"This Is Not
This Is Prison."
By Richard Mertens
don't need a map to find the Gypsy camp here. You just steer for the big
smokestack on the edge of town. It belongs to a coal-fired power plant
and can be seen 20 miles away. Nearby, between a dusty, pot-holed road
and small hills of ash, is a cluster of wooden barracks. An eight-foot
mesh fence surrounds the barracks, topped by two strands of barbed wire.
That's the camp.
fled to the camp in Obilic after Albanians burned and looted their
homes last summer. Credit: Kael Alford
Eight hundred Gypsies, or Roma, live here. A group of children crowds
excitedly around a pool of water that is the color of motor oil. Not far
away, women wash clothes in metal basins, standing in ankle-deep mud around
a water spigot. The men are doing little, although one sits apart from
the others, carving a table leg with a kitchen knife. A tape deck blasts
Roma dance music. The air reeks of dirty water and human excrement. Outside
the fence, the countryside is turning a rich green; inside there is hardly
a blade of grass.
The scene is strangely familiar. Just a year ago, ethnic Albanians were
crowding into refugee camps in Albania and Macedonia as they fled Serb
terror across the border. There were the same swarms of children, the
same trampled earth, the same mixture of boredom, restlessness and despair.
The Albanians are back home now. They are rebuilding their ruined houses,
trying to hustle a living and enjoying their freedom. They also are creating
a whole new class of the persecuted and displaced. Last summer, as the
Albanians returned, they drove out the Roma and looted and burned their
The fence is not to keep the Roma in, but to keep other people out. "You
see what we have for a future?" asks one man named Ibush Berisha. Until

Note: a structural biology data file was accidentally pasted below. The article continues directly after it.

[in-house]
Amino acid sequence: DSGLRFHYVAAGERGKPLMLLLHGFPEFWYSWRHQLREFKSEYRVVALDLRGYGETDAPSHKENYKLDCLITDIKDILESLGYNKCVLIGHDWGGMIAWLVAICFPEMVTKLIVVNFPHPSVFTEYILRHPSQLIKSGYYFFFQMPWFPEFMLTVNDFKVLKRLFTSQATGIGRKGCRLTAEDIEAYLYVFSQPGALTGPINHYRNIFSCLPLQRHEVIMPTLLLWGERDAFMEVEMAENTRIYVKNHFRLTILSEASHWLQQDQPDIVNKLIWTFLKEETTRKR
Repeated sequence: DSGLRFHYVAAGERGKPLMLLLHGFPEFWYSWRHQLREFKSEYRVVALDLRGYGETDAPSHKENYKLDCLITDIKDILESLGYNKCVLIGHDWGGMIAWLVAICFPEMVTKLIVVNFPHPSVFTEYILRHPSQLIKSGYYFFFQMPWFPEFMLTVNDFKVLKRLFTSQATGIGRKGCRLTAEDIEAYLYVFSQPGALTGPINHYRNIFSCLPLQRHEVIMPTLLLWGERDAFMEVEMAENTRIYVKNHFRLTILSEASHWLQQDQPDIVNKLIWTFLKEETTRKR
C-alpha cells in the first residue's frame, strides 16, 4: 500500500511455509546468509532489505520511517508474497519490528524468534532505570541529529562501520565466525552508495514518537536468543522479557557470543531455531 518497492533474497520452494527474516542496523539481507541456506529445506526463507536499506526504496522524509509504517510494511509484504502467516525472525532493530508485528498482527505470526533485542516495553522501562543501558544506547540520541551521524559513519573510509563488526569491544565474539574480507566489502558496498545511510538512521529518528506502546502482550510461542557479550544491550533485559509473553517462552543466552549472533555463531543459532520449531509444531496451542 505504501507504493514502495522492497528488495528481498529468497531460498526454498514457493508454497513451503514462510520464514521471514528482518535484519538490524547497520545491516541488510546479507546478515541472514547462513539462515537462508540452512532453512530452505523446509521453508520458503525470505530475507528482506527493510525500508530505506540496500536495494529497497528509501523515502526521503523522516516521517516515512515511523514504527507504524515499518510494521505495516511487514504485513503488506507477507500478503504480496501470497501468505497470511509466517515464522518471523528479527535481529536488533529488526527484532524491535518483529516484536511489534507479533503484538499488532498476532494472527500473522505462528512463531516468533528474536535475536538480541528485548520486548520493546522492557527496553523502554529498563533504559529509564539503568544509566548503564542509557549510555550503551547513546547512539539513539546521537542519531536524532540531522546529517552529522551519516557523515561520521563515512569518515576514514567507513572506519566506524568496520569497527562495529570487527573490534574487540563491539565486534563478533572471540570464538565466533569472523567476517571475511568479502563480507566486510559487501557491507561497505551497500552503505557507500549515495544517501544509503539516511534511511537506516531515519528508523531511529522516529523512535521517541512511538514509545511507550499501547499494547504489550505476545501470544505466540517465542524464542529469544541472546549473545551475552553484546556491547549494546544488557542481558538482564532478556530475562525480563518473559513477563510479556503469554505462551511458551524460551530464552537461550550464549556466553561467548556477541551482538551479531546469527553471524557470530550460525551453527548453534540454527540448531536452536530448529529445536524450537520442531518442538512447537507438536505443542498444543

last year, he worked at the power plant; now he is out of both a job and
a home. He is 23, and he and his wife and child share a room with his
brother's family. He gestures toward an open patch between the barracks.
"We have mud and dirt," he says scornfully. "This is not life. This is
of ethnic minorities is one of many uncertainties that hang over Kosovo
today, more than a year after the NATO bombings. The West has invested
enormous amounts of time, money and effort in the ravaged province. So
far, the failures stand out more starkly than the successes.
Not everything has gone awry. Thanks in part to Western help, Kosovars
made it through the winter. More than 100,000 homes were damaged or destroyed
at the end of the war last June. In the months that followed, relief agencies
handed out huge quantities of food, clothing, wood stoves, blankets, lumber,
plastic and other building materials. By this spring, houses all over
Kosovo were sporting new roofs.
There is still much to be done: schools and hospitals to be rebuilt, homes
to be repaired and replaced, roads to be smoothed. The damage in Kosovo
is a result not just of war, but of a decade of neglect. And yet the physical
repairs are the easiest part of the job. The West is trying to cobble
together a whole social infrastructure, with improved education and health
care and public institutions that are suited to democracy and a free market.
This work is all the harder because when the Serb authorities left last
spring, they took most of Kosovo's technical and administrative expertise
In These Times ©
Vol. 24, No. 14